Kidnapping Mr. Heineken (7/10)
by Tony Medley
Runtime 95 minutes.
OK for children.
This is based on the true story of the kidnapping of Dutch brewmaster
billionaire Freddy Heineken (Anthony Hopkins) in 1983. When Hollywood
says that a film is “based on” something, you can generally take facts
and accuracy directly to the trash bin. However, in this instance
award-winning crime journalist Peter DeVries wrote an exhaustively
researched, best-selling book of the kidnappers with whom he spent a lot
of time and gained their trust. So he refused to option the book to
anyone unless he could be assured that what happened would be presented
on film as accurately as possible.
Actor Mark Van Eewen, who actually plays one of the kidnappers, Frans
Meijer, in the movie won the trust of DeVries after spending several
days with him and was awarded the option on the book. DeVries wanted to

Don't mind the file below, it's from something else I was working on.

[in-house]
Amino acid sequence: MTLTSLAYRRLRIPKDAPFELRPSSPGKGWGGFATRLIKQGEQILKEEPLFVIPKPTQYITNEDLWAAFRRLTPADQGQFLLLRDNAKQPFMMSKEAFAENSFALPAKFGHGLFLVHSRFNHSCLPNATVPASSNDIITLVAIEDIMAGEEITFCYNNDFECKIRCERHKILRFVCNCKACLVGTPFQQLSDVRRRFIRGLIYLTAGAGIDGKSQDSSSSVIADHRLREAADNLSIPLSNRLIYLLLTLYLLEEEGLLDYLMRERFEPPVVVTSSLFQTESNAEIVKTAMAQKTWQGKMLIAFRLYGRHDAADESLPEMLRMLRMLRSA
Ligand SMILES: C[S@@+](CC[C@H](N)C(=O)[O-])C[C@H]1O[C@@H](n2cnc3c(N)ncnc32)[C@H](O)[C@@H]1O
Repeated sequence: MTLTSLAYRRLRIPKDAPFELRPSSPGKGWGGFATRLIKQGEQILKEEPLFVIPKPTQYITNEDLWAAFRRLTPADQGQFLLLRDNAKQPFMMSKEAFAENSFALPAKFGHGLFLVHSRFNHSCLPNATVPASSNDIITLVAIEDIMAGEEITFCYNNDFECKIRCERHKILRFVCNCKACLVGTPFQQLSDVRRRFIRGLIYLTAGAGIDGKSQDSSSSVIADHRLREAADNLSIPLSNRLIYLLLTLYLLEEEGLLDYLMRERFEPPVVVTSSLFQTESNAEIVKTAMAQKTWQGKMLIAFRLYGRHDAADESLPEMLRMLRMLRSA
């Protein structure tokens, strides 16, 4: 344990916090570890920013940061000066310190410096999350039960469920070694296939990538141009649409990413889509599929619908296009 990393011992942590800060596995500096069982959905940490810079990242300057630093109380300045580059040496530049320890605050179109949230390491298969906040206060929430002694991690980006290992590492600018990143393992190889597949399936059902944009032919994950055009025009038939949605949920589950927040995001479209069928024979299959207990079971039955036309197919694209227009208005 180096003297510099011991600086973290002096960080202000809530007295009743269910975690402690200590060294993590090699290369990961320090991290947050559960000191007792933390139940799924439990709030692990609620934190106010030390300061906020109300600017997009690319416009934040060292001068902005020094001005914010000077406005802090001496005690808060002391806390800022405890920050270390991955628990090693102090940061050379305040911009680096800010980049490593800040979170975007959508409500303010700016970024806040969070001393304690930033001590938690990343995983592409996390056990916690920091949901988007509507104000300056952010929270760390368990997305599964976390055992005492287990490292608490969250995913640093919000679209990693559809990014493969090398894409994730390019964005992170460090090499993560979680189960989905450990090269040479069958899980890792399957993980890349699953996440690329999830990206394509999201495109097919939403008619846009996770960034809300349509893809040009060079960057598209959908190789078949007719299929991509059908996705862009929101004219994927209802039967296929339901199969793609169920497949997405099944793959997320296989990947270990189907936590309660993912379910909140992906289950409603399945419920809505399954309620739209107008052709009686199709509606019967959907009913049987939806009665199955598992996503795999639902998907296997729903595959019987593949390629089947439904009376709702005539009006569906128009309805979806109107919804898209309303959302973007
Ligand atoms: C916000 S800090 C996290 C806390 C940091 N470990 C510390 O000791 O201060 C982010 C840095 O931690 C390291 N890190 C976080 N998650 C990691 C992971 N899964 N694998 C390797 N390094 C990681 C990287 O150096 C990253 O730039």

be assured that they would tell the actual story without embellishment.
So what you see is apparently pretty close to the truth. For a movie
that doesn’t have a lot of action in it director Daniel Alfredson (who
directed the two fine Swedish films about the girl with the Dragon
Tattoo, The Girl Who Played With Fire, and The Girl Who Kicked
the Hornet’s Nest), has made a film that has relatively good pace
considering that the actual kidnapping occurs in the first half-hour and
the rest of the film tells how the kidnappers, none of whom was a
criminal before participating in this enterprise, waited for a
resolution to what they had done.
Hopkins doesn’t appear in that many scenes, but he gives a good
performance, as do all the kidnappers including Jim Sturgess and Sam
Worthington. Also giving a performance worth mentioning is Jemina West,
who plays the wife of one of the kidnappers. This is really more
educational than entertaining because I really wasn't aware of it, so
I'm glad I saw it.